Now the login is a very simple program. If we can fill this small amount of
memory then the program will get confused and begin to play up, and
hopefully crash. We want this router to crash because when it does it
reverts back to the default privileged user account (enable) and we can
login using this when it reboots. So lets try and fill up that buffer using
a huge huge password such as
)(%&!)(&%)(!&%)(!&%(*!)%)"&%) (Ten times longer)
If this doesn't work, no worries try it again a few times then if it doesn't
crash move onto ICMP Flooding. If it does move onto "What to do when the
router crashes".

Ping Flooding.

This is a common technique used by hackers lamers and anyone in-between, it
uses the ICMP which is a protocol that was developed for system
administrators to check whether servers where up and do a variety of other
useful jobs. One of the jobs ICMP does though is ping, you can send a ping,
this packet of information will travel to the host and tell the host to send
a ping back. The host will do this, but if you send more pings than the host
can respond to it starts to do stupid things, like crash. Which is what we
want.
 If you want to ping flood the router open a MS-DOS box (START > RUN type
command or cmd) and then ping -t -l 120 -w 100 IPADDRESSHERE. This will send
a packet 120 bytes big every 120 miller seconds until you tell the computer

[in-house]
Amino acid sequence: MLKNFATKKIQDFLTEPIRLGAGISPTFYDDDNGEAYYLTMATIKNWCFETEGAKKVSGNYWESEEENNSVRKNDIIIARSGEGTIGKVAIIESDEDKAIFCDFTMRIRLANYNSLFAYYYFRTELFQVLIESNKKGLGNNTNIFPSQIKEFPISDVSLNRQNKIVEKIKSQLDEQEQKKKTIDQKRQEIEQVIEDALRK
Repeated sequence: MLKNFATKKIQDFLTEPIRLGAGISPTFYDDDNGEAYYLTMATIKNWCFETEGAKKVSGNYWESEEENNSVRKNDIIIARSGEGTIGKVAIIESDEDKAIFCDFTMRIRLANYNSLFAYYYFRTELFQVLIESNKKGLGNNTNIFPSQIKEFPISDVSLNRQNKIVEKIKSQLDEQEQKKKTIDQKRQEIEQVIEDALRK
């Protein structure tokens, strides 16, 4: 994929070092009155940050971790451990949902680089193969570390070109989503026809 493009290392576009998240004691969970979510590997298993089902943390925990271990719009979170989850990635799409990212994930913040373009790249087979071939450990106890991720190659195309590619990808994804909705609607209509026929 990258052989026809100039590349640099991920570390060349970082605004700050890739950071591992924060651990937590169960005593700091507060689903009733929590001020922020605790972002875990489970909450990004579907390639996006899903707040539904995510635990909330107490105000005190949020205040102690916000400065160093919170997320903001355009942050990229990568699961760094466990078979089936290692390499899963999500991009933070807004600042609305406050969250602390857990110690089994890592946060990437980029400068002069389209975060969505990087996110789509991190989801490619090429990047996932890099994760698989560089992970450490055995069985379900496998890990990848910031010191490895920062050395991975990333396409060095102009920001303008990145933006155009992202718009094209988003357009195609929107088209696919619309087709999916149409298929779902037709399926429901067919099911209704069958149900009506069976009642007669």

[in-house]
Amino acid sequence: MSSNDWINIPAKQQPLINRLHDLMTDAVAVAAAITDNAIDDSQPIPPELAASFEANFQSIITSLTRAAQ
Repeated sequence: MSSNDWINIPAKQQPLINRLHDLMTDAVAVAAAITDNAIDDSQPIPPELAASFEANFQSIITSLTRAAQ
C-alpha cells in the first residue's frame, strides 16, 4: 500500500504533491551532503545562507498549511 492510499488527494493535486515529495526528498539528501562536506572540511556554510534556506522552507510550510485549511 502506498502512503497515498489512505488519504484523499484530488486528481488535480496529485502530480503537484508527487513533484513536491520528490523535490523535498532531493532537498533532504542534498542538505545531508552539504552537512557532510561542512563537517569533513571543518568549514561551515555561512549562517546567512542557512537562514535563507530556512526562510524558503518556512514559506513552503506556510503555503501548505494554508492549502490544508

to stop. If the router stops responding after a bit you have crashed it. If
it doesn't play around with the values until it does. If it doesn't full
stop go onto other ideas section.
 
 
What to do when the router crashes

If it crashes it will reboot, and the memory will be wiped, because it uses
non-volatile memory. This means you will be able to login using the default
privileged user password, which is enable. So when it crashes wait 2 minutes
ping it to see if its online (ping it only 1-5 times) if it is try to login
quickly using the enable password.

SECTION TWO

Configuring the Router

If you are logged in the router you will be able to see a prompt looking
something like this
CBOS#
The CBOS stands for Cisco Broadband Operating System the final # shows you
are logged in as enable, it uses Non Volatile Memory which means you have to
input everything into the memory first then tell it to write it their for
ever.

Seeing what is stored in the Memory

This is very simple all you need to do is type
SHOW NVRAM
You will then get a list of everything stored in the memory, you can then
fuck with this how ever you like.

Changing Router Password

The command to set password is
SET PASSWORD "USERTYPE" "PASSWORD"
The things in brackets are the variables, the USERTYPE can either be enable
if you want to set the root password or exec if you want to set the standard
user password. The "PASSWORD" stands for the actual password you want for
example if you wanted to use rabbit you would type that their. Finally you
must save all this to the memory, this is done with a simple command, the
WRITE command. Then I would advise you use the SHOW NVRAM command to ensure
this has been inputed into the memory.

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I cannot be held responsible for any use or misuse of this text, this is
given freely to the internet for educational purposes.
Conwow
http://www.conwow.tk